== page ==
Top Ten Tuesday Halloween Freebie: Favorite Female-Authored Horror
Top Ten Tuesday is an original feature/weekly meme created by The Broke and the Bookish. They created the meme because they love lists. Who doesn’t love lists? They wanted to share these list with fellow book lovers and ask that we share in return to connect with our fellow book lovers. To learn more about participating in the challenge, stop by their page dedicated to it and dive in!
This week’s topic: Top Ten Favorite Female-Authored Horror
Today’s Top Ten Tuesday theme is actually a Halloween freebie – I think my topic is pretty self-explanatory!
I loved this book! Told in a format that alternates between two central viewpoints, the story is set in the Victorian era and follows Dorothea Truelove, a wealthy young heiress who visits women in prisons as part of her charity work, as well as Ruth Butterham, a sixteen-year-old inmate awaiting trial for murder. As you can imagine, the two women couldn’t be any more different. Raised in high society, Dorothea never wanted for anything growing up. Having long held a fascination for phrenology, Dorothea has been independently studying the relationship between head shape and morality, using her visits to the Oakgate Prison for women as research trips to gather measurement data and personal stories from the inmates. It is there that she meets Ruth, a young maid accused of callously murdering her mistress by deliberate and slow degrees. Unlike Dorothea, Ruth grew up in poverty as the daughter of an alcoholic artist and an overworked seamstress. From her mother she learned the art of sewing, and as it turned out, she was extraordinarily gifted at it. However, Ruth is convinced that her talent goes beyond mere skill, believing that she has the power to channel her thoughts and emotions into each and every stitch, so that the garments she makes are cursed items that bring bad things and death to those who wear them. In my opinion, The Poison Thread was damn near perfect. Fans of Gothic horror, do yourselves a favor and check out the work of Laura Purcell, who has now solidified her status as one of my favorite writers in the genre. (Read the full review…)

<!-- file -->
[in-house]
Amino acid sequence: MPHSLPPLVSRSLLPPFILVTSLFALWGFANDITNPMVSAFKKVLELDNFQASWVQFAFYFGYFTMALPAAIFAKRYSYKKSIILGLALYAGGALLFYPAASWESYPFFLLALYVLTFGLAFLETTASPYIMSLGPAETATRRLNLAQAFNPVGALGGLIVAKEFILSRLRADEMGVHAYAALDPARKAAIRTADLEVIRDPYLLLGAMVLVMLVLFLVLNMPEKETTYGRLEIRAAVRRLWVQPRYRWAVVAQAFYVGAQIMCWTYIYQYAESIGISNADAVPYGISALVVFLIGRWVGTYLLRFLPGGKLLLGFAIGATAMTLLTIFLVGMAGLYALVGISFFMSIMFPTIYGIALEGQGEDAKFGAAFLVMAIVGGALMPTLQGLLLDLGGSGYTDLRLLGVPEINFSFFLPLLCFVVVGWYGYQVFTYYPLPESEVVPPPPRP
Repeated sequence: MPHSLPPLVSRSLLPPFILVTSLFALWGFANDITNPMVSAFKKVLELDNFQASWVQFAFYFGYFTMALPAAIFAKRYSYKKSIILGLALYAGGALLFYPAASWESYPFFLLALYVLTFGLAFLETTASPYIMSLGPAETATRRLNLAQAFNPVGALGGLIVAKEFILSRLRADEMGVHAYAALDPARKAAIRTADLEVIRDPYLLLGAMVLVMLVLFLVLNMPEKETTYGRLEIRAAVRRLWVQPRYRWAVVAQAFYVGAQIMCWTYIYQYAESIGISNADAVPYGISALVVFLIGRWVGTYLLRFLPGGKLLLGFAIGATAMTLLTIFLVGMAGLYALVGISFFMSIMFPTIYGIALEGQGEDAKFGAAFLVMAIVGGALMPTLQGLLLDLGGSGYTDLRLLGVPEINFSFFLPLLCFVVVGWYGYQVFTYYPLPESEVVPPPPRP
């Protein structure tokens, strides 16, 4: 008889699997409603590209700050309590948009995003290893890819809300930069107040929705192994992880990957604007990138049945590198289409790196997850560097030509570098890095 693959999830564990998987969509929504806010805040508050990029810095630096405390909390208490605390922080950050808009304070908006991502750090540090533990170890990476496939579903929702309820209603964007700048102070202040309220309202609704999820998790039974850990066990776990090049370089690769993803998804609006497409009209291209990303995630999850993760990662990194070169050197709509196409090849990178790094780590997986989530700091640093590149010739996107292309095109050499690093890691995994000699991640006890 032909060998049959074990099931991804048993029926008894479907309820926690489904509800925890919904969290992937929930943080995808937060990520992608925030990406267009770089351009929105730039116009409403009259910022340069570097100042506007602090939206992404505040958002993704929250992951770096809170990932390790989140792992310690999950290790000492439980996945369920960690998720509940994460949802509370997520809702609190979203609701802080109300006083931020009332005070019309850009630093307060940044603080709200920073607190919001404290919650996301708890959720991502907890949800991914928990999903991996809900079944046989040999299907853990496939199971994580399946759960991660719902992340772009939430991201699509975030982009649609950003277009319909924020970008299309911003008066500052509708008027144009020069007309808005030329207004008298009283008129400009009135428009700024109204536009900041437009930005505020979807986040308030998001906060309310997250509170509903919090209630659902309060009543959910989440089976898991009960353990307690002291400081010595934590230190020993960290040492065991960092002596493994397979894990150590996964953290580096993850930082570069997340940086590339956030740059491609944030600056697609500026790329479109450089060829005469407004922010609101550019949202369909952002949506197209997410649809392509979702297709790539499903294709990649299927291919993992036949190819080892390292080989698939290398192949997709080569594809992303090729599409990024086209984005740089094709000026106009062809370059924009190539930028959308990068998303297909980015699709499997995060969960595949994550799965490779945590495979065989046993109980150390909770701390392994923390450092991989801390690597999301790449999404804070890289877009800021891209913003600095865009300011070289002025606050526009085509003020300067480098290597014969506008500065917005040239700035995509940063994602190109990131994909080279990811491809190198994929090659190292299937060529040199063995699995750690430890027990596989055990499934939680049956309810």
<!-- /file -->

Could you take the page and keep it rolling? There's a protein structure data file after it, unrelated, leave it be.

Since C.J. Tudor’s The Chalk Man was a straight-up suspense-thriller, the horror/fantastical element in The Hiding Place might turn out to be a deal breaker for some, but as a speculative fiction reader by nature and habit, I welcomed it with open arms. The story follows Joe Thorne, a middle-aged school teacher who returns to his home town of Arnhill in order to settle an old score. It’s not what he wants—but it is what he must do. After hearing about a shocking murder-suicide involving a mother who brutally killed her teenage son before shooting herself, Joe fears what happened to him all those years ago is happening again. So he gets a job at the high school he used to attend, replacing the very same woman who committed the crime, and also starts renting an abandoned and dilapidated cottage in town, living in the very same house where the horror took place. All these decisions are calculated moves on Joe’s part. He has a plan, and it requires integrating himself back into the community so that he can track down a few old “friends” still living in Arnhill—those who were there on that day so long ago, when something terrible and strange happened to Joe’s beloved younger sister Annie. While the setup may require a bit of patience, I loved the measured way with which C.J. Tudor revealed information. I can see her becoming my new go-to author for thriller-suspense mysteries, especially if I’m looking for something with a good dose of creep factor. (Read the full review…)